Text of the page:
A KAIST research team developed a novel fabrication method for the multilayer processing of silk-based microelectronics. This technology for creating a biodegradable silk fibroin film allows microfabrication with polymer or metal structures manufactured from photolithography. It can be a key technology in the implementation of silk fibroin-based biodegradable electronic devices or localized drug delivery through silk fibroin patterns.
Silk fibroins are biocompatible, biodegradable, transparent, and flexible, which makes them excellent candidates for implantable biomedical devices, and they have also been used as biodegradable films and functional microstructures in biomedical applications. However, conventional microfabrication processes require strong etching solutions and solvents to modify the structure of silk fibroins.
To prevent the silk fibroin from being damaged during the process, Professor Hyunjoo J. Lee from the School of Electrical Engineering and her team came up with a novel process, named aluminum hard mask on silk fibroin (AMoS), which is capable of micropatterning multiple layers composed of both fibroin and inorganic materials, such as metal and dielectrics with high-precision microscale alignment. The AMoS process can make silk fibroin patterns on devices, or make patterns on silk fibroin thin films with other materials by using photolithography, which is a core technology in the current microfabrication process.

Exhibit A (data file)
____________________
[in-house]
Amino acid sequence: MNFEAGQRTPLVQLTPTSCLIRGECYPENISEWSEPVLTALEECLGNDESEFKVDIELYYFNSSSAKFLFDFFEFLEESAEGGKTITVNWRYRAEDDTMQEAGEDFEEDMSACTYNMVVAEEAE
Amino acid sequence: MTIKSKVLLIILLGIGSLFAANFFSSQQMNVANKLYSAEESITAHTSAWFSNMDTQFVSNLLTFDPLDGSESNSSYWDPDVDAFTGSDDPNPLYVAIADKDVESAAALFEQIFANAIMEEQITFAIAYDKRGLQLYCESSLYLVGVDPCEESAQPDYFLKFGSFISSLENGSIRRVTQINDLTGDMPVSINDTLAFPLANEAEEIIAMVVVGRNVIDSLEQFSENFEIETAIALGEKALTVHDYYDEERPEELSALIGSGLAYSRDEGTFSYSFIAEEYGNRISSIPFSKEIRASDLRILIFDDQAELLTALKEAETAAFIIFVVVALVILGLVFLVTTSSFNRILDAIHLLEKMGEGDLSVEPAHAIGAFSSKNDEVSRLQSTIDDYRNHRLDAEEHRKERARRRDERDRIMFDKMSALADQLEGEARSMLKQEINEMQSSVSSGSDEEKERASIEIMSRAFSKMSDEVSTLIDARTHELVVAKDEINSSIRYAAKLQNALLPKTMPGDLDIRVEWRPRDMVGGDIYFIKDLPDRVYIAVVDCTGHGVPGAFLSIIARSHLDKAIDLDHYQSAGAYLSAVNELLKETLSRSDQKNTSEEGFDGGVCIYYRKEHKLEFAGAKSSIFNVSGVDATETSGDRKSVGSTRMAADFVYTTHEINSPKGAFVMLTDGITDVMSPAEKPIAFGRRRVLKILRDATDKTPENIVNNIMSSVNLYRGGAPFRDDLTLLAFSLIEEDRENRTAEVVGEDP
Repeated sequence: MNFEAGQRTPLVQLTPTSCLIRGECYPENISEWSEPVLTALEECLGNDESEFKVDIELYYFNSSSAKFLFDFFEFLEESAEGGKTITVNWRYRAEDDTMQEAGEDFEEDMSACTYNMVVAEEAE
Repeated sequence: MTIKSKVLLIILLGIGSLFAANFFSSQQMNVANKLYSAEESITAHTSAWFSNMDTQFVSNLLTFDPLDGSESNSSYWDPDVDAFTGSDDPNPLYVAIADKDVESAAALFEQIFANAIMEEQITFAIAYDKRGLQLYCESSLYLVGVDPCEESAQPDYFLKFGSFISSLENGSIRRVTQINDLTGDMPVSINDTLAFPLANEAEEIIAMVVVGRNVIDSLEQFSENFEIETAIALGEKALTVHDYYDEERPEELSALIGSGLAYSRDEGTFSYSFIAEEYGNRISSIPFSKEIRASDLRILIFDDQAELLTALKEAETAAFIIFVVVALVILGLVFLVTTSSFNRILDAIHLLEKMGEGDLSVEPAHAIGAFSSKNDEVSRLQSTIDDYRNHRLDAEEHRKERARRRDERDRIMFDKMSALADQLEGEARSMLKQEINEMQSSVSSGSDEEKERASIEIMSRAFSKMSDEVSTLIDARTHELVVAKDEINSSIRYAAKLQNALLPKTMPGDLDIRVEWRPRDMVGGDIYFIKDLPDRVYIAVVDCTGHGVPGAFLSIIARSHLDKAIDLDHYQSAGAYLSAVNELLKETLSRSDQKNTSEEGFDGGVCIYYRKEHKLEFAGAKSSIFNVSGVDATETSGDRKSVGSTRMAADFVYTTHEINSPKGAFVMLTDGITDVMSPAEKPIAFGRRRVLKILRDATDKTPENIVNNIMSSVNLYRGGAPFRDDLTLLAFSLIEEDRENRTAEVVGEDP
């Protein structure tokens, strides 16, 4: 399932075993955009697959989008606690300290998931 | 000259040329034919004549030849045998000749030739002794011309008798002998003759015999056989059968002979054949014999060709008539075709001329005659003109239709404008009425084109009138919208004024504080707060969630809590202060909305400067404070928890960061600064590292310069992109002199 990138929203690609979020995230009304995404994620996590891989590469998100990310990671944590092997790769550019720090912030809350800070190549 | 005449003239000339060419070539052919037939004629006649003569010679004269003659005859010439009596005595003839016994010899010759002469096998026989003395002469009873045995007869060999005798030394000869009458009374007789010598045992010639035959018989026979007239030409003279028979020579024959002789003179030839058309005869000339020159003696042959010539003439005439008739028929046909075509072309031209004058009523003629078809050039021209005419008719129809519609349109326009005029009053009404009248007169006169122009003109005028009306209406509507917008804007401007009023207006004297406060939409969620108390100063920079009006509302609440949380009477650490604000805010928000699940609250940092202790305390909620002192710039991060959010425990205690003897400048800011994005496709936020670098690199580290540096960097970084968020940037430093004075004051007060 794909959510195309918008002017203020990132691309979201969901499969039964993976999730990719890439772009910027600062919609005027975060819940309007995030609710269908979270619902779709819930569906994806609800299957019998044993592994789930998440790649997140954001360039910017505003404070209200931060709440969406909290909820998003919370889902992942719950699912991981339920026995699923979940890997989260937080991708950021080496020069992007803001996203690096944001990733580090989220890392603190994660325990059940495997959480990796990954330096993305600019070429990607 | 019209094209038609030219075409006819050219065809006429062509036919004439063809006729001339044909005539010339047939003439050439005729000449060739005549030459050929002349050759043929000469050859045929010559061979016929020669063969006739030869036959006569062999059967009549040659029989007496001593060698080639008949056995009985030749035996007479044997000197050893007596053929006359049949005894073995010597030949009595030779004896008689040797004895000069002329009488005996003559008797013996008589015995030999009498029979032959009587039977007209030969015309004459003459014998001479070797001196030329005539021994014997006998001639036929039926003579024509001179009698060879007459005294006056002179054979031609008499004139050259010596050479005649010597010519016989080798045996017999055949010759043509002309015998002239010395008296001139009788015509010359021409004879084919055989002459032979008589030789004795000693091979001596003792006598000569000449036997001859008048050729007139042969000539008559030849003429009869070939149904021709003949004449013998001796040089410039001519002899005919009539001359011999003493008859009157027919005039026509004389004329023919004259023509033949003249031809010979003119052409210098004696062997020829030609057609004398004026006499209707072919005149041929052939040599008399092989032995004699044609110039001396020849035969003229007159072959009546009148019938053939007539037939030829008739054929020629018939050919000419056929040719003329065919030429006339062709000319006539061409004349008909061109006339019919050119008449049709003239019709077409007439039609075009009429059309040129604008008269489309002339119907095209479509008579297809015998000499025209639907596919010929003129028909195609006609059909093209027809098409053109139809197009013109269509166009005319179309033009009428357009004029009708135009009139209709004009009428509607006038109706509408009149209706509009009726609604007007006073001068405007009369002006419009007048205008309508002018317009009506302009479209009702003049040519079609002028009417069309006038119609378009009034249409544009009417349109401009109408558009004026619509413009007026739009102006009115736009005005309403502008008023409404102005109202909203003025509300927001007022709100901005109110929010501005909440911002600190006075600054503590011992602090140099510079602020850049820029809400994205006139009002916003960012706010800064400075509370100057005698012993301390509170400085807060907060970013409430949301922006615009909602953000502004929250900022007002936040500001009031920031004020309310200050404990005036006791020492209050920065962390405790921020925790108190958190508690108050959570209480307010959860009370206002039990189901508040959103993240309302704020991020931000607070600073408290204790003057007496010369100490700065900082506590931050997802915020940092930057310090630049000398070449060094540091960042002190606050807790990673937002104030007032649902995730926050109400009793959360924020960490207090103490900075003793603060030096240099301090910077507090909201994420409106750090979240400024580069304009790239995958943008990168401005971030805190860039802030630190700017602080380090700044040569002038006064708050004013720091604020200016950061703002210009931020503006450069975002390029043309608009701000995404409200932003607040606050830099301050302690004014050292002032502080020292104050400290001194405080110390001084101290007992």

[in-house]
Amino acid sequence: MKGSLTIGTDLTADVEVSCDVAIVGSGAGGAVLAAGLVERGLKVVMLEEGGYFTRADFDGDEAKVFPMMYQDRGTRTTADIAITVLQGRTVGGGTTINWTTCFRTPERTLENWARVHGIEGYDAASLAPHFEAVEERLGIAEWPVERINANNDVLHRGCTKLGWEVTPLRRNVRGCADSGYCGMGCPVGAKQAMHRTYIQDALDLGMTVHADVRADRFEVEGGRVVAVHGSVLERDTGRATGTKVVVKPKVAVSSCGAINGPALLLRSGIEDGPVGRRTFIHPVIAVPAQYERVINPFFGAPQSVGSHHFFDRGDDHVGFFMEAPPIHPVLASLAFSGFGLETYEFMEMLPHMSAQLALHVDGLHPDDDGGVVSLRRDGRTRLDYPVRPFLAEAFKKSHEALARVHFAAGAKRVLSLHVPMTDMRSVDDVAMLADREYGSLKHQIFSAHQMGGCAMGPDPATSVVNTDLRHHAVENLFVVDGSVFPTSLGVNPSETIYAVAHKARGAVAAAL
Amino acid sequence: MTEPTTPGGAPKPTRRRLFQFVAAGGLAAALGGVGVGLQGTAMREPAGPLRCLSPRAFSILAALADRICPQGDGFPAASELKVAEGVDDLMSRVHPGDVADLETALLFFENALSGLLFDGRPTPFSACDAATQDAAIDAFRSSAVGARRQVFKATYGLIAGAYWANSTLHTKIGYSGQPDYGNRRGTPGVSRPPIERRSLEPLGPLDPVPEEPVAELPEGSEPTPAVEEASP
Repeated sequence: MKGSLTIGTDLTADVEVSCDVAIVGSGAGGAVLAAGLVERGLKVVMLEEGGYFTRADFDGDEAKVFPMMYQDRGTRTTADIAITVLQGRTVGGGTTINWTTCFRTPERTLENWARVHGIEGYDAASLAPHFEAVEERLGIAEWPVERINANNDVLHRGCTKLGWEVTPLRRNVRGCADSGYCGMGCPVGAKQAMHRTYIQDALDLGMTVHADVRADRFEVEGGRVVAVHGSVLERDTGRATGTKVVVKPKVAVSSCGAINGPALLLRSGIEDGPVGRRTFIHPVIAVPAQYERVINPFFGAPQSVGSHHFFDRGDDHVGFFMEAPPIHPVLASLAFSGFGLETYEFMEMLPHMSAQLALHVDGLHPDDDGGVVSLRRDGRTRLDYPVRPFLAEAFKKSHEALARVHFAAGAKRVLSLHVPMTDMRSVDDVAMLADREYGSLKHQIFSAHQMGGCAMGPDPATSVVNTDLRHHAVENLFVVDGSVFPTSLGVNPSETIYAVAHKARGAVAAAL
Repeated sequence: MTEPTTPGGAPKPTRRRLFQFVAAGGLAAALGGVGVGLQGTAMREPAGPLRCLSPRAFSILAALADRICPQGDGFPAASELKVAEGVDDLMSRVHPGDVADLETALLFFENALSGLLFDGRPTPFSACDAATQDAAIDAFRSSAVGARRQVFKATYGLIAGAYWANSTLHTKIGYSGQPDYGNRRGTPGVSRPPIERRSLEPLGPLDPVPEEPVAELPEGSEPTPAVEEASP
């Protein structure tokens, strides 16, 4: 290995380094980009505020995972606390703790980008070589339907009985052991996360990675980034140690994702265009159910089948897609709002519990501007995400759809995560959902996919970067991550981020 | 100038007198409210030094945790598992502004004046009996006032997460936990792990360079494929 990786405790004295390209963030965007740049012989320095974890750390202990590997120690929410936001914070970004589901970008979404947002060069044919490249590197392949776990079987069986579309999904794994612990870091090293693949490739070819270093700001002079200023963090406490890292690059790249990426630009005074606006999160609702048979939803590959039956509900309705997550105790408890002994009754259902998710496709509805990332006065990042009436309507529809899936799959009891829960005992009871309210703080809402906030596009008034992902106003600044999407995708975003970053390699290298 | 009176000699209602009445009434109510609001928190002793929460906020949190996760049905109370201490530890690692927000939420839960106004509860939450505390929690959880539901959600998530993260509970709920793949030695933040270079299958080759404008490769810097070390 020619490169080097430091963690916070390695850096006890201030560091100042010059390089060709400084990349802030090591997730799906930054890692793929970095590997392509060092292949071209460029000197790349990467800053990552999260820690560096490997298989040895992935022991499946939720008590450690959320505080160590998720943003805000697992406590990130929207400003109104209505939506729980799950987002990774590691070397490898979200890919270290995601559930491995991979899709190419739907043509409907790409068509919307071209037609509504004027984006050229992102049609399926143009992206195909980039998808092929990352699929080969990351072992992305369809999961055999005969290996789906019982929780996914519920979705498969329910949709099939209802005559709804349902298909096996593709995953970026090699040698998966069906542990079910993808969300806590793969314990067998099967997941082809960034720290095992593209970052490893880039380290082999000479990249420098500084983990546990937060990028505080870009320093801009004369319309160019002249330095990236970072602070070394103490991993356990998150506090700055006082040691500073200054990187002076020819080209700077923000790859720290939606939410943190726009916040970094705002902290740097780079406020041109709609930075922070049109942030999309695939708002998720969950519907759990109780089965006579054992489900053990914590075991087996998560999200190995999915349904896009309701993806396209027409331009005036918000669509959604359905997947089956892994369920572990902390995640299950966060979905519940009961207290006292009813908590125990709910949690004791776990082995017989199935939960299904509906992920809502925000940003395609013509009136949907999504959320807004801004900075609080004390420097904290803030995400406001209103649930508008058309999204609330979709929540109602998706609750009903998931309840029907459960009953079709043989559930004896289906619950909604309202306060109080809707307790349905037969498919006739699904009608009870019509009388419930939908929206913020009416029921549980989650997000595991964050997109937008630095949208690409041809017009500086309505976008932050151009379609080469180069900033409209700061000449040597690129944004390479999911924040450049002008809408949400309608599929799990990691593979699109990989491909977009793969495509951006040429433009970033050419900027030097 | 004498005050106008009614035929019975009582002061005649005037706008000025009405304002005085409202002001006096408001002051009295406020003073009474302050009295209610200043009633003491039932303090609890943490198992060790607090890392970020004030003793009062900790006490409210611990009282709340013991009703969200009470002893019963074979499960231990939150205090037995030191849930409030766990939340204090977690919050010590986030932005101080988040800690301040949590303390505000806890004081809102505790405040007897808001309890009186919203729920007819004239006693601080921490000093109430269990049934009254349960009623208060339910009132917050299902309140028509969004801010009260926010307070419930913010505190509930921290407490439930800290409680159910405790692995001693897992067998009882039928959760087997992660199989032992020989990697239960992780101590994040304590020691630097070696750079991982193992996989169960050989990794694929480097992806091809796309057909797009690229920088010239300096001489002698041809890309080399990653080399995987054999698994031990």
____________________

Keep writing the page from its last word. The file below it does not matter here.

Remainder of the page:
The team successfully cultured primary neurons on the processed silk fibroin micro-patterns, and confirmed that silk fibroin has excellent biocompatibility before and after the fabrication process and that it also can be applied to implanted biological devices.
Through this technology, the team realized the multilayer micropatterning of fibroin films on a silk fibroin substrate and fabricated a biodegradable microelectric circuit consisting of resistors and silk fibroin dielectric capacitors in a silicon wafer with large areas.
They also used this technology to position the micro-pattern of the silk fibroin thin film closer to the flexible polymer-based brain electrode, and confirmed the dye molecules mounted on the silk fibroin were transferred successfully from the micropatterns.
Professor Lee said, “This technology facilitates wafer-scale, large-area processing of sensitive materials. We expect it to be applied to a wide range of biomedical devices in the future. Using the silk fibroin with micro-patterned brain electrodes can open up many new possibilities in research on brain circuits by mounting drugs that restrict or promote brain cell activities.”
This research, in collaboration with Dr. Nakwon Choi from KIST and led by PhD candidate Geon Kook, was published in ACS AMI (10.1021/acsami.8b13170) on January 16, 2019.